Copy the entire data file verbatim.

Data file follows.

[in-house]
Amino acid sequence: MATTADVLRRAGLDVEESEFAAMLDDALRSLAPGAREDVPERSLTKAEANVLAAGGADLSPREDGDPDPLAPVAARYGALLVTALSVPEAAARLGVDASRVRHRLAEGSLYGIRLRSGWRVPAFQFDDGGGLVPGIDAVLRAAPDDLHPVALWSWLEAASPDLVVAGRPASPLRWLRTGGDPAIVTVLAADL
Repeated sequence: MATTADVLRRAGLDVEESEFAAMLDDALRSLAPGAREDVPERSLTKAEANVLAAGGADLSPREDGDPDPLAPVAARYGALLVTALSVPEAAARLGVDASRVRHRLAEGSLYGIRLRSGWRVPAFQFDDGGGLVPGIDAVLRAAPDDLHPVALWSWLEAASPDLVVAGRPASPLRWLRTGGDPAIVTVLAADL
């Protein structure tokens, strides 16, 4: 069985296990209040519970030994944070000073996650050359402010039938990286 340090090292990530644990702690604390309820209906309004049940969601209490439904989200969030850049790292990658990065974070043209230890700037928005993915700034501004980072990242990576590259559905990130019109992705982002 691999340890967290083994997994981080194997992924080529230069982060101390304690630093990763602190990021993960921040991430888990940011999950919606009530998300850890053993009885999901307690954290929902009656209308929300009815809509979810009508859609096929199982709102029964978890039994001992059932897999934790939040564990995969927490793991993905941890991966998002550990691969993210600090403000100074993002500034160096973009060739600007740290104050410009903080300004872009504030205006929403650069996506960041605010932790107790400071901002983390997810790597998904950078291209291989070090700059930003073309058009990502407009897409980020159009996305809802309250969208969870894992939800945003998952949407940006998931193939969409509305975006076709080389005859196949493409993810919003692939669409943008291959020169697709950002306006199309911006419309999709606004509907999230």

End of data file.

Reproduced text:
[in-house]
Amino acid sequence: MATTADVLRRAGLDVEESEFAAMLDDALRSLAPGAREDVPERSLTKAEANVLAAGGADLSPREDGDPDPLAPVAARYGALLVTALSVPEAAARLGVDASRVRHRLAEGSLYGIRLRSGWRVPAFQFDDGGGLVPGIDAVLRAAPDDLHPVALWSWLEAASPDLVVAGRPASPLRWLRTGGDPAIVTVLAADL
Repeated sequence: MATTADVLRRAGLDVEESEFAAMLDDALRSLAPGAREDVPERSLTKAEANVLAAGGADLSPREDGDPDPLAPVAARYGALLVTALSVPEAAARLGVDASRVRHRLAEGSLYGIRLRSGWRVPAFQFDDGGGLVPGIDAVLRAAPDDLHPVALWSWLEAASPDLVVAGRPASPLRWLRTGGDPAIVTVLAADL
């Protein structure tokens, strides 16, 4: 069985296990209040519970030994944070000073996650050359402010039938990286 340090090292990530644990702690604390309820209906309004049940969601209490439904989200969030850049790292990658990065974070043209230890700037928005993915700034501004980072990242990576590259559905990130019109992705982002 691999340890967290083994997994981080194997992924080529230069982060101390304690630093990763602190990021993960921040991430888990940011999950919606009530998300850890053993009885999901307690954290929902009656209308929300009815809509979810009508859609096929199982709102029964978890039994001992059932897999934790939040564990995969927490793991993905941890991966998002550990691969993210600090403000100074993002500034160096973009060739600007740290104050410009903080300004872009504030205006929403650069996506960041605010932790107790400071901002983390997810790597998904950078291209291989070090700059930003073309058009990502407009897409980020159009996305809802309250969208969870894992939800945003998952949407940006998931193939969409509305975006076709080389005859196949493409993810919003692939669409943008291959020169697709950002306006199309911006419309999709606004509907999230």